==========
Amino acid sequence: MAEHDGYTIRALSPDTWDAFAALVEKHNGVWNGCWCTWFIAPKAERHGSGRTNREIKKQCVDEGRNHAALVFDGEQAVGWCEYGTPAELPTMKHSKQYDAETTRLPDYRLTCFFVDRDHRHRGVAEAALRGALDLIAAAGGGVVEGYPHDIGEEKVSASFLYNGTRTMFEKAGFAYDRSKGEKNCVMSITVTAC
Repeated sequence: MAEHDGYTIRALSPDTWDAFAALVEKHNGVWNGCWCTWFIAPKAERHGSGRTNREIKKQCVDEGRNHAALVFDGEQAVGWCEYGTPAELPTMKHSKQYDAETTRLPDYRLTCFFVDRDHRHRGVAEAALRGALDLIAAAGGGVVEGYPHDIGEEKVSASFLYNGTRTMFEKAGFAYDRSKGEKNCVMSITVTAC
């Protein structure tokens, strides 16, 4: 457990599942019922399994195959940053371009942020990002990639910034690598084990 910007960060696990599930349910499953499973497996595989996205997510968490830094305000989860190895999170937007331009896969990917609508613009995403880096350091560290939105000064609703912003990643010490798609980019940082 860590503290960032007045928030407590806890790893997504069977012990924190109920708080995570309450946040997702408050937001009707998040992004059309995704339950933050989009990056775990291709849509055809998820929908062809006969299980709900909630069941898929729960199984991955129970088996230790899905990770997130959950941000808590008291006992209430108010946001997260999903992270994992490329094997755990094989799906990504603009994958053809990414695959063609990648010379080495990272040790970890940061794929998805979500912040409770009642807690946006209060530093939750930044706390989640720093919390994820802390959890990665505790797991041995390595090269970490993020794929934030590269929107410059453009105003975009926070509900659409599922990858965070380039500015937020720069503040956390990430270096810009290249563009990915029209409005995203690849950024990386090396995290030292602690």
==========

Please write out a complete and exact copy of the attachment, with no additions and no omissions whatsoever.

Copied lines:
Amino acid sequence: MAEHDGYTIRALSPDTWDAFAALVEKHNGVWNGCWCTWFIAPKAERHGSGRTNREIKKQCVDEGRNHAALVFDGEQAVGWCEYGTPAELPTMKHSKQYDAETTRLPDYRLTCFFVDRDHRHRGVAEAALRGALDLIAAAGGGVVEGYPHDIGEEKVSASFLYNGTRTMFEKAGFAYDRSKGEKNCVMSITVTAC
Repeated sequence: MAEHDGYTIRALSPDTWDAFAALVEKHNGVWNGCWCTWFIAPKAERHGSGRTNREIKKQCVDEGRNHAALVFDGEQAVGWCEYGTPAELPTMKHSKQYDAETTRLPDYRLTCFFVDRDHRHRGVAEAALRGALDLIAAAGGGVVEGYPHDIGEEKVSASFLYNGTRTMFEKAGFAYDRSKGEKNCVMSITVTAC
């Protein structure tokens, strides 16, 4: 457990599942019922399994195959940053371009942020990002990639910034690598084990 910007960060696990599930349910499953499973497996595989996205997510968490830094305000989860190895999170937007331009896969990917609508613009995403880096350091560290939105000064609703912003990643010490798609980019940082 860590503290960032007045928030407590806890790893997504069977012990924190109920708080995570309450946040997702408050937001009707998040992004059309995704339950933050989009990056775990291709849509055809998820929908062809006969299980709900909630069941898929729960199984991955129970088996230790899905990770997130959950941000808590008291006992209430108010946001997260999903992270994992490329094997755990094989799906990504603009994958053809990414695959063609990648010379080495990272040790970890940061794929998805979500912040409770009642807690946006209060530093939750930044706390989640720093919390994820802390959890990665505790797991041995390595090269970490993020794929934030590269929107410059453009105003975009926070509900659409599922990858965070380039500015937020720069503040956390990430270096810009290249563009990915029209409005995203690849950024990386090396995290030292602690």